FedEx Corp, the world’s second-largest package delivery company, cut its fiscal 2013 forecast on September 18, saying a weakening global economy gives its customers a reason to switch to less expensive and slower shipping options. FedEx said its earnings could drop as much as 6 percent for its fiscal 2013 year, which will end in May.
On Wednesday, shares of Hewlett-Packard Co fell a whopping 13 per cent to a nine-year low after it forecast a far steeper-than-expected drop in 2013 profit. The slide in HP’s stock price sharply cut the Dow industrials’ gains for the day.
The S&P 500 sectors showing the biggest projected earnings decline are materials, forecast down 24 per cent, and energy, expected down 18.8 per cent, Thomson Reuters data show, with those declines tied largely to the global slowdown.
In contrast, consumer discretionary stocks are expected to have the strongest profit growth for the quarter, with Thomson Reuters data showing a gain of 7.7 per cent. But in that sector, too, companies, including apparel retailer Express Inc — not an S&P 500 component — have warned about the third quarter.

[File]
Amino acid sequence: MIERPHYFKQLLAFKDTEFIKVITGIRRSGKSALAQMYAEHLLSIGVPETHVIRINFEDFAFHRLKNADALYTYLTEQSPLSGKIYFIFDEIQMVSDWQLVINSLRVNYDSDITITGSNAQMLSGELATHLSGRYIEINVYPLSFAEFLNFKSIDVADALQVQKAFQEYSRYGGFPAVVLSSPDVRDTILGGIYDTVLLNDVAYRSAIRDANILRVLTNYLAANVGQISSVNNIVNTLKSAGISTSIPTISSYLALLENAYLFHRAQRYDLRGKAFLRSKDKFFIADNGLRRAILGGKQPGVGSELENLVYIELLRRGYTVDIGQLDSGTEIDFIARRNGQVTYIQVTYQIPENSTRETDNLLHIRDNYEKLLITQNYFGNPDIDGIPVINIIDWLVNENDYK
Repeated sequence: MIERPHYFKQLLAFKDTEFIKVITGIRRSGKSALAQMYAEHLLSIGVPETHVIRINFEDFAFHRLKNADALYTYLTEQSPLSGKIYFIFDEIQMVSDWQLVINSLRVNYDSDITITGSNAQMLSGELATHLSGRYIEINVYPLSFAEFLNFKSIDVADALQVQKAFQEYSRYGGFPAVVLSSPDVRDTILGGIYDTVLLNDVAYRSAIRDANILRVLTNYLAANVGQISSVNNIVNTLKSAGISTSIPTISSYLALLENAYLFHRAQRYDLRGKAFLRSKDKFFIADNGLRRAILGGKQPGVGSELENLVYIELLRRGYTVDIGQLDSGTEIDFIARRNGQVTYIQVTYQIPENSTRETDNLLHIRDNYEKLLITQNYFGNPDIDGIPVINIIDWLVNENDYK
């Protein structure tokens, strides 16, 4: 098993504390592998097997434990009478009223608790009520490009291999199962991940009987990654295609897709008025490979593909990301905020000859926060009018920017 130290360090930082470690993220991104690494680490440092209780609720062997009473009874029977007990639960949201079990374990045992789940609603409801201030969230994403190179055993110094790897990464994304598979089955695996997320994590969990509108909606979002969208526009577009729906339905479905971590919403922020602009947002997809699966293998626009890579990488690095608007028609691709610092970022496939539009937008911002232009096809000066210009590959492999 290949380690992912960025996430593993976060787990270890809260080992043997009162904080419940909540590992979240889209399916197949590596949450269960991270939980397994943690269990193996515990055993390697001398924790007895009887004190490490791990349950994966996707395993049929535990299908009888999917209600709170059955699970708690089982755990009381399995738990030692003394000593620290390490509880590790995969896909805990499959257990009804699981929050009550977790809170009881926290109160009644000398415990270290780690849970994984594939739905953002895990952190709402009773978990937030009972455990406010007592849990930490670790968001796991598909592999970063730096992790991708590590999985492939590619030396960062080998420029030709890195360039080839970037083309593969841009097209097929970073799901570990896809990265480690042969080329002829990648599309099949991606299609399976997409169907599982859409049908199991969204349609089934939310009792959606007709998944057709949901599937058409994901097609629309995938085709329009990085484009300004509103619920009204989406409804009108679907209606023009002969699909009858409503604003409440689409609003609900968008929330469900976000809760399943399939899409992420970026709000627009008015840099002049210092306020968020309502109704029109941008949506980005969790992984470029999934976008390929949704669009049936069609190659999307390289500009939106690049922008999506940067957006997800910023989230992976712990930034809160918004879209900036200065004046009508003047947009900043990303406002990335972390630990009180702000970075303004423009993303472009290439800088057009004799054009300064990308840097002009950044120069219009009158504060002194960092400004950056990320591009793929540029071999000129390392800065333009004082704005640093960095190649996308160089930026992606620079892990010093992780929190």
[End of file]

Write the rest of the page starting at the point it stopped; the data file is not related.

With tepid revenue growth, US companies have been topping Wall Street’s earnings expectations in recent quarters through cost reductions. That path to beating profit forecasts, however, will become increasingly difficult as many companies have already made most of the obvious cuts.
“Forward expectations are just too high,” said Barry Knapp, managing director of equity research at Barclays Capital in New York.
Revenue for the third quarter is expected to be down 0.1 per cent from a year ago for S&P 500 companies, and down 0.4 per cent minus Apple, Thomson Reuters corporate earnings research analyst Greg Harrison said.
In all, the negative-to-positive ratio for earnings forecasts is 4.3 to 1, the most negative since the third quarter of 2001, he said.
Tech and materials were also among sectors with the most negative outlooks for the quarter, with tech’s negative-to-positive guidance at 5.4 to 1 and materials at 7 to 1.
Corporate America’s concerns were exemplified by General Electric Co Chief Executive Jeff Immelt, who told a meeting of analysts and investors last week: “I think the United States is OK. Europe, we remained concerned about. Asia — our part of Asia, particularly China, is not that bad.”